Crew 162 Commander Daily Report
Crew Commander: Renee Garifi
A good leader knows that food feeds the body as well as the brain. When a
crew is well fed, they are more productive and willing to work together.
Fill their bellies and they will follow you anywhere…even to Mars! NASA
knows this and puts a great deal of time into researching what foods the
astronauts like best, in addition to which foods are the most nutritious.
Flavor, texture and aroma contribute to the food preference rankings of the
crew on the ISS. Coffee served in a 3-d printed cup, for example, is
favored over coffee drunk from a silver bag with a straw because in a cup
you can smell the drink in addition to tasting it.
Being a small crew, we function well as a unit and my leadership style is,
I hope, perceived as exemplary and encouraging. One thing I try to provide
my crew with is food- some of the best tasting rehydrated dishes on the
planet! No fuel in the belly, no fire in the brain. One dish I’ve shared
with my crew and prepared twice so far is my recipe for settler’s bread.
It’s rustic, crusty, soft inside and very filling. When you cut into it,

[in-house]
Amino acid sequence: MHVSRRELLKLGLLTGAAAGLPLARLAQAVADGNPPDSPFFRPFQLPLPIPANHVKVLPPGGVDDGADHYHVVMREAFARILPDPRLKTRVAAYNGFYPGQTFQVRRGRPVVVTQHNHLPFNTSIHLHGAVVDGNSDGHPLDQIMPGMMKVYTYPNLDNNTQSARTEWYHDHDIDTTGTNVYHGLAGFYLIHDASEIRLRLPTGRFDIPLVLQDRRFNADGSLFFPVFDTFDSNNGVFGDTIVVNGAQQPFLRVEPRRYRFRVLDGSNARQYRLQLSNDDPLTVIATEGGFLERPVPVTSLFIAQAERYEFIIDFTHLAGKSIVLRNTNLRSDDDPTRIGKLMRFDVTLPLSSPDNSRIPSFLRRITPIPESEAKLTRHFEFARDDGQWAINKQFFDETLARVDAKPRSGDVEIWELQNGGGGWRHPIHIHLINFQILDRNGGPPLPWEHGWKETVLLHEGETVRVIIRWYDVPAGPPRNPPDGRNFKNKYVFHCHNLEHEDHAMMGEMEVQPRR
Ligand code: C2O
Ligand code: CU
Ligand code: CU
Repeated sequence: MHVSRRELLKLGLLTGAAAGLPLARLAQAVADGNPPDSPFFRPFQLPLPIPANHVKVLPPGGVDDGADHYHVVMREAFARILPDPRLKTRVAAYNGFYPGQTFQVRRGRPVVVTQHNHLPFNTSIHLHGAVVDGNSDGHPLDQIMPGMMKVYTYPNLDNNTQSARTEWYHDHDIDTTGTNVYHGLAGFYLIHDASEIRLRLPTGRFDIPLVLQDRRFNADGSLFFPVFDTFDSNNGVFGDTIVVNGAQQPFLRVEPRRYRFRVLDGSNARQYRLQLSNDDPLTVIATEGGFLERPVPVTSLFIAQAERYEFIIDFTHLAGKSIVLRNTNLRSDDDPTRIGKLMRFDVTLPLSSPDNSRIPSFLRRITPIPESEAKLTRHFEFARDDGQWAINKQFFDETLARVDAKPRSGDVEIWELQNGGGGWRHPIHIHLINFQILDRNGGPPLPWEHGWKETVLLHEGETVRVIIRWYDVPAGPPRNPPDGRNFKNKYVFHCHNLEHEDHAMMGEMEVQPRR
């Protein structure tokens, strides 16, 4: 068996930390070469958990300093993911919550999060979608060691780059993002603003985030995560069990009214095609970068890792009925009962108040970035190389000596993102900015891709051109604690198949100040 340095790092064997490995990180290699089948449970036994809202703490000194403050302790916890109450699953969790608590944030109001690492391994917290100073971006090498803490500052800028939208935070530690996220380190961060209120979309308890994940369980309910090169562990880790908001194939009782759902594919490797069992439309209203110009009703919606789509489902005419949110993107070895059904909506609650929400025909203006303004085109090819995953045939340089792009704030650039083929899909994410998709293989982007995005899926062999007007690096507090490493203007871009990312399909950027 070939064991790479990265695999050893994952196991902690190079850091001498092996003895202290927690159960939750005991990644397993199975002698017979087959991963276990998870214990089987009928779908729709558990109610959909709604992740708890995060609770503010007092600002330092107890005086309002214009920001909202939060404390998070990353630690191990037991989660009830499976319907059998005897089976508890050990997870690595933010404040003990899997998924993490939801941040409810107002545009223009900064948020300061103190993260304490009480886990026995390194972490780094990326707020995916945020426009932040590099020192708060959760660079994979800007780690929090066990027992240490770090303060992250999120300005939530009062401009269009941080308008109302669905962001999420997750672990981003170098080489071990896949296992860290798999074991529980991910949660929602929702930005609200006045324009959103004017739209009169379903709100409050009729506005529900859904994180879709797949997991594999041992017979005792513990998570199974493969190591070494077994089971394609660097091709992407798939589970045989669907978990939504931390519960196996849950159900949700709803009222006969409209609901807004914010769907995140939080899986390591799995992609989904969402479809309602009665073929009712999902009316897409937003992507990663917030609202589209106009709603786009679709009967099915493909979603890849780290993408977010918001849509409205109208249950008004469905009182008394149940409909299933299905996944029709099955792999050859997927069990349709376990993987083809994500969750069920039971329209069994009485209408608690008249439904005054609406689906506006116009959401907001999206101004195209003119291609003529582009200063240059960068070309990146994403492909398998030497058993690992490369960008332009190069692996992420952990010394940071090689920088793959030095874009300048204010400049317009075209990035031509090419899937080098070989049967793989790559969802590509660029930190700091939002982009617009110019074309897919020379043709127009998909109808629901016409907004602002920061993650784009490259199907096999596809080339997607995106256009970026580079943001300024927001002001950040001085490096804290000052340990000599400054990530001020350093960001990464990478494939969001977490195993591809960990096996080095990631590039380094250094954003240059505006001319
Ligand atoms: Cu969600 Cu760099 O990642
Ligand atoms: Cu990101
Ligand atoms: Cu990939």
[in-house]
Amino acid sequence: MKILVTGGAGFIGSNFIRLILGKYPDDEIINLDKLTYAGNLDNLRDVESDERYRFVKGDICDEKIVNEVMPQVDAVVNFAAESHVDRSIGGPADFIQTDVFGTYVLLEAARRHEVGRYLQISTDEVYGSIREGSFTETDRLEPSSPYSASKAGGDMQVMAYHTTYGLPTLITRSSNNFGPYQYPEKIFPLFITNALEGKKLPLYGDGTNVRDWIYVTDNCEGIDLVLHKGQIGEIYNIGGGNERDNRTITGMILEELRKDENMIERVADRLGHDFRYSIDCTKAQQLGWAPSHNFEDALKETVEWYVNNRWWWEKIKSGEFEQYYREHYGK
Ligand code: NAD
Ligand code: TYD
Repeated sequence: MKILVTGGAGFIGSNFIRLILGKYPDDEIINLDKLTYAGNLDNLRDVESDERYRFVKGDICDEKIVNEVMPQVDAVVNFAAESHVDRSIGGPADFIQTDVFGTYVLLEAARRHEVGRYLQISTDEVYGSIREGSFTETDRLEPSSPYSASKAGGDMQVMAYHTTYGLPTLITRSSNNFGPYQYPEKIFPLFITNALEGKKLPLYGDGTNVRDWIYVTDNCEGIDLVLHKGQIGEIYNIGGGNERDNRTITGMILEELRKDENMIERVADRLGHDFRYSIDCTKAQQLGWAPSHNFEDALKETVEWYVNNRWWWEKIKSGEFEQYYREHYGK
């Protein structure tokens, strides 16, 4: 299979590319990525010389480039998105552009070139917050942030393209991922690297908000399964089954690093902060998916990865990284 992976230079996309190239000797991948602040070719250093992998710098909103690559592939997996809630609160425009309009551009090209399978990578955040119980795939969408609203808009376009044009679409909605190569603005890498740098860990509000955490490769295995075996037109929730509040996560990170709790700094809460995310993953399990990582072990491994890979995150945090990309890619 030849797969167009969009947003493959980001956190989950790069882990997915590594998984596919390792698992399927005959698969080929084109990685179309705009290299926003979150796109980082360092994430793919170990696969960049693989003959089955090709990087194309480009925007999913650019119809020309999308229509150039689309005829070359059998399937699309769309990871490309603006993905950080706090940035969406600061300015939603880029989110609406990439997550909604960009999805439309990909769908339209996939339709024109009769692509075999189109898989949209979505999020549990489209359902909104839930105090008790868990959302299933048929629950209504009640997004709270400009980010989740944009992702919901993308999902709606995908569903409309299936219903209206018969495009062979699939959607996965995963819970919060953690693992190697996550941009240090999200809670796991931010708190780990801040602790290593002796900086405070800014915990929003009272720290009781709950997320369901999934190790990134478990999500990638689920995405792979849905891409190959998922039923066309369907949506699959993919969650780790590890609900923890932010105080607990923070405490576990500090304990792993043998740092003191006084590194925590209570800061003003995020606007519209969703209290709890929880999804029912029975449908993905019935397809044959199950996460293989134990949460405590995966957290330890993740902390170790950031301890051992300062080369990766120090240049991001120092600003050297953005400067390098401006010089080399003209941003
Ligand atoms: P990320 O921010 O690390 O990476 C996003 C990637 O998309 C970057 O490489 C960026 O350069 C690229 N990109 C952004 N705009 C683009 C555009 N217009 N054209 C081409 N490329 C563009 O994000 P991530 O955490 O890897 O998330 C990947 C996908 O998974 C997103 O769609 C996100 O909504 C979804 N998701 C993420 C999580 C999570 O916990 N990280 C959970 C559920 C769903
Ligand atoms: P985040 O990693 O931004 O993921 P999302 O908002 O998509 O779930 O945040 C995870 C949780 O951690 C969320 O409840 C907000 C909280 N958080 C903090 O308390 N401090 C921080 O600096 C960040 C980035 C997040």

fresh out of the hab oven, the steam and aroma fill the kitchen.
Here’s the recipe, give it a try in your Earth oven and enjoy!
Martian Settler’s Bread
Yield: 2-4 loaves
• 1 1/2 tablespoons instant yeast
• 1 tablespoon salt
• 6 1/2 cups unbleached, all-purpose flour, plus more for dusting dough
1. In a large Martian bowl, mix yeast and salt with 3 cups of lukewarm
water (about 100 degrees F). Stir in flour, and mix until there are no dry
patches. The dough will be quite loose. Cover the bowl lightly with a
kitchen towel but don't seal airtight. Let the dough rise at room
temperature for 2 hours.
2. When ready to bake, cut off a grapefruit-size piece with serrated knife.
Turn the dough in your hands to lightly stretch the surface, creating a
rounded top and a lumpy bottom. Put the dough in a bread baking pan of your
choice, lightly greased with optional corn meal sprinkled onto the pan
3. Let the dough rest for 40 minutes at room temperature. After the dough
has rested and is ready to bake, dust the dough lightly with flour, and
slash the top with serrated or very sharp knife three times.
4. Bake the bread until lightly browned, about 24-28 minutes at 450 degrees
F or until it smells and looks done. Reminder that Martian and Earth ovens
vary by heating ability. Let cool before cutting into.
5. Pull up your favorite published research paper to read, spread on some
shelf-stable butter, and enjoy your fresh baked Martian bread with your
Until tomorrow, Crew 162 Commander Garifi, signing off.